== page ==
An alleged "cult" based in Upstate New York is suspended operations after its leaders were arrested and charged with sex trafficking.
"We are suspending all Nxivm/ESP enrollment, curriculum and events until further notice," a message on the NXIVM website says. "While we are disappointed by the interruption of our operations, we believe it is warranted by the extraordinary circumstances facing the company at this time. We continue to believe in the value and importance of our work and look forward to resuming our efforts when these allegations are resolved."
It's unclear when the message was posted, but it was sometime after NXIVM leader Keith Raniere and "Smallville" actress Allison Mack were charged over their involvement with the group, which calls itself a self-help organization. Raniere is being held without bail on charges of sex trafficking, sex trafficking conspiracy and forced labor conspiracy; Mack was released on $5 million bond and placed under house arrest on similar charges.
Mack, best known for playing young Superman's friend Chloe Sullivan on The CW TV series "Smallville," has been accused of working as a slave "master," recruiting unsuspecting women to Raniere's group NXIVM (pronounced "nexium"), based in the Albany area and with thousands of members worldwide. Prosecutors say the 35-year-old actress helped recruit women, who were then exploited sexually and for labor
"Mack and other ... masters recruited ... slaves by telling them that they were joining a women-only organization that would empower them and eradicate purported weaknesses the NVIVM curriculum taught were common in women," prosecutors said.
Both Raniere and Mack have pleaded not guilty to all charges. A trial date has been set for Oct. 1.
Raniere 57, was arrested by the FBI in Mexico in late March, four months after he fled the country amid allegations the group brands women and requires them to have sex with Raniere. The group also allegedly requires them to give their "master," or recruiter, naked photos of themselves before becoming members.
NXIVM has long described itself as a self-help organization, but former member Sarah Edmondson filed a complaint last year, saying she was branded with Raniere's initials, "KR."
Mack told The New York Times that the branding was her idea.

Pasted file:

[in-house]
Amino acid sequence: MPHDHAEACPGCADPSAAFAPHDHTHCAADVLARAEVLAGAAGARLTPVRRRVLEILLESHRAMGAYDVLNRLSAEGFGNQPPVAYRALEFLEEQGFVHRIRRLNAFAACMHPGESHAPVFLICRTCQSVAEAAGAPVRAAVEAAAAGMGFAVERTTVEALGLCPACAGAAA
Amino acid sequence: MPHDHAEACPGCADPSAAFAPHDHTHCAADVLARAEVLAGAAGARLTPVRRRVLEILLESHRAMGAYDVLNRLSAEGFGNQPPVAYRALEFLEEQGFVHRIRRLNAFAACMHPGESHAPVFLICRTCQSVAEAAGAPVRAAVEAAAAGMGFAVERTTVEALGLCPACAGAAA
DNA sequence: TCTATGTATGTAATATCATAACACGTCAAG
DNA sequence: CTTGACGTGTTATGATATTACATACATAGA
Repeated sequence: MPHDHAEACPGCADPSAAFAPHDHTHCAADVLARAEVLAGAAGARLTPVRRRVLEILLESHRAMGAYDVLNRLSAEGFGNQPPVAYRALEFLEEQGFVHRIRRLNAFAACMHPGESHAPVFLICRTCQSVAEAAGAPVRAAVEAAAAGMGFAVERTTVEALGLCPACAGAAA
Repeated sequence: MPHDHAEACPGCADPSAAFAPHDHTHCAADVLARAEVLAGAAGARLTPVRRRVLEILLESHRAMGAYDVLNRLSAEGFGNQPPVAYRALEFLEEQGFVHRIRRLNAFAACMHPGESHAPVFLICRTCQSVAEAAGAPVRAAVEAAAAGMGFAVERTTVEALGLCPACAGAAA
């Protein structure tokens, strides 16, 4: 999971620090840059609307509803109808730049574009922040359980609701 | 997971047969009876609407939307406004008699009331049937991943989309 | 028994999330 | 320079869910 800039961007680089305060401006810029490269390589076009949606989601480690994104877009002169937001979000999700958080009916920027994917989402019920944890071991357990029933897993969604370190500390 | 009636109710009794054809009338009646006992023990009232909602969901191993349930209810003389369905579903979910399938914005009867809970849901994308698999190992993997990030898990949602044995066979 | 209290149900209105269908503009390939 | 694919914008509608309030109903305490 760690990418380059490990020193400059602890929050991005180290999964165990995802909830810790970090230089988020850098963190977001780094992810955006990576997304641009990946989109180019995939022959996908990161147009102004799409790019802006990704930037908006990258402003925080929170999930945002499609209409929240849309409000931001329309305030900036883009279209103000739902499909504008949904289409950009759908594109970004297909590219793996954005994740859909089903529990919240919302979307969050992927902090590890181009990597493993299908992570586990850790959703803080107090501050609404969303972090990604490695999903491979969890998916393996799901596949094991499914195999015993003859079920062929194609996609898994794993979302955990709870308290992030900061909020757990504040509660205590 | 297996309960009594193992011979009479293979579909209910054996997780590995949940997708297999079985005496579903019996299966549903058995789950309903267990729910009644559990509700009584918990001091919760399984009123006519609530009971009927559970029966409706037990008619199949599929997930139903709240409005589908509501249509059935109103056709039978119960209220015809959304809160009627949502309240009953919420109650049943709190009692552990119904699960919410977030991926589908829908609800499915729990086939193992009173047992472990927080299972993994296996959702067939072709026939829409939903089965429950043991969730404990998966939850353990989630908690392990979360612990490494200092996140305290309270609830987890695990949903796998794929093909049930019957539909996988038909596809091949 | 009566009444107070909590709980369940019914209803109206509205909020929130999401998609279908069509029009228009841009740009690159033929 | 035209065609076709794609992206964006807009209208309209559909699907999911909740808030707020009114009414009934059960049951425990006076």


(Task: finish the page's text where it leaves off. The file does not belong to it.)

"I was like: 'Y'all, a tattoo? People get drunk and tattooed on their ankle 'BFF,' or a tramp stamp," Mack said last month. "I have two tattoos and they mean nothing.' "
The Justice Department began a federal investigation of NXIVM in December after the Times reported that DOS, a women's only group within NXIVM, was a "secret sorority" that brainwashes members, puts them on starvation diets and beats them if they don't recruit enough "slaves." DOS, led by Mack, allegedly stands for "dominus obsequious sororium," Latin for "master over the slave women."
Mack, who appears in several recruitment videos with Raniere on youTube, is believed to be his top recruiter and introduced corporeal punishment for the "slaves."
Frank Parlato, who's written extensively about NXIVM based on interviews with former members for The Frank Report, says DOS works on a master-slave hierarchy with Raniere at the top followed by Mack. Other members also reportedly include former "Dallas" star Catherine Oxenberg's daughter India Oxenberg, wealthy Seagram's heiresses Sara and Clare Bronfman, and "Street Fighter: The Legend of Chun-Li" star Kristin Kreuk.
Mack was allegedly recruited by Kreuk, who also appeared on "Smallville" as Clark Kent's love interest Lana Lang. Parlato says Kreuk left before the group began forcibly branding women; Mack later moved from "slave" to "slave master."
"Allison was used, as was Kristen, as a lure to bring in other women because of their celebrity status," Parlato said.
Parlato adds that women are kept on strict diets of 500 to 800 calories because Raniere likes his women thin, and claims "fat" drains them of their energy. Video of Raniere's arrest showed Mack appearing emaciated as she watches federal agents take him into custody.
NXIVM, based in the Albany suburb of Colonie, says it has over 16,000 members in chapters nationwide, as well as in Canada and Mexico. Officials and associates have repeatedly denied any wrongdoing and dispute any allegation that it is a cult.
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